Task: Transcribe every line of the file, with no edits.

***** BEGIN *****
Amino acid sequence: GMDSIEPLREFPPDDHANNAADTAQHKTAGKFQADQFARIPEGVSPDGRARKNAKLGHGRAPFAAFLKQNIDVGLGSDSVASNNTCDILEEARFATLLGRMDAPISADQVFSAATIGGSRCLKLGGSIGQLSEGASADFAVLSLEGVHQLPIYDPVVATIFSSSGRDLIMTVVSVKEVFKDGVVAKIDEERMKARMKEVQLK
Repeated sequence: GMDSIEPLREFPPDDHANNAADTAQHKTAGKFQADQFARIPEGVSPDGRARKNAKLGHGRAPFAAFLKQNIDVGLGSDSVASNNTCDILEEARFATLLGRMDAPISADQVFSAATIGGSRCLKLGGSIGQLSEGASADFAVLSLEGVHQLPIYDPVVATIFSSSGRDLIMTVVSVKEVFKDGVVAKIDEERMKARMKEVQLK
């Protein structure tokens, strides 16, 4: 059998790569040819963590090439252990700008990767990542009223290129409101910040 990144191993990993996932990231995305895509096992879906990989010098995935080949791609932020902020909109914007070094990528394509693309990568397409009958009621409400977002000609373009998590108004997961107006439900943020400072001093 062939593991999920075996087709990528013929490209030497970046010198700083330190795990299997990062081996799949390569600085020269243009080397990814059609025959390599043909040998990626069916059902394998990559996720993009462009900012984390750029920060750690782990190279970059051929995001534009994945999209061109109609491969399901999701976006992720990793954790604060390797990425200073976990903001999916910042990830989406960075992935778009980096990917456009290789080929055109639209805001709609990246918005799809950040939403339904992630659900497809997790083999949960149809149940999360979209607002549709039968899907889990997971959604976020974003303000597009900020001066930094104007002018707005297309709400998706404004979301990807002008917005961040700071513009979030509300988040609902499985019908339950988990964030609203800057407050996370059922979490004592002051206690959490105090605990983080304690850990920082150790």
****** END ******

Amino acid sequence: GMDSIEPLREFPPDDHANNAADTAQHKTAGKFQADQFARIPEGVSPDGRARKNAKLGHGRAPFAAFLKQNIDVGLGSDSVASNNTCDILEEARFATLLGRMDAPISADQVFSAATIGGSRCLKLGGSIGQLSEGASADFAVLSLEGVHQLPIYDPVVATIFSSSGRDLIMTVVSVKEVFKDGVVAKIDEERMKARMKEVQLK
Repeated sequence: GMDSIEPLREFPPDDHANNAADTAQHKTAGKFQADQFARIPEGVSPDGRARKNAKLGHGRAPFAAFLKQNIDVGLGSDSVASNNTCDILEEARFATLLGRMDAPISADQVFSAATIGGSRCLKLGGSIGQLSEGASADFAVLSLEGVHQLPIYDPVVATIFSSSGRDLIMTVVSVKEVFKDGVVAKIDEERMKARMKEVQLK
């Protein structure tokens, strides 16, 4: 059998790569040819963590090439252990700008990767990542009223290129409101910040 990144191993990993996932990231995305895509096992879906990989010098995935080949791609932020902020909109914007070094990528394509693309990568397409009958009621409400977002000609373009998590108004997961107006439900943020400072001093 062939593991999920075996087709990528013929490209030497970046010198700083330190795990299997990062081996799949390569600085020269243009080397990814059609025959390599043909040998990626069916059902394998990559996720993009462009900012984390750029920060750690782990190279970059051929995001534009994945999209061109109609491969399901999701976006992720990793954790604060390797990425200073976990903001999916910042990830989406960075992935778009980096990917456009290789080929055109639209805001709609990246918005799809950040939403339904992630659900497809997790083999949960149809149940999360979209607002549709039968899907889990997971959604976020974003303000597009900020001066930094104007002018707005297309709400998706404004979301990807002008917005961040700071513009979030509300988040609902499985019908339950988990964030609203800057407050996370059922979490004592002051206690959490105090605990983080304690850990920082150790």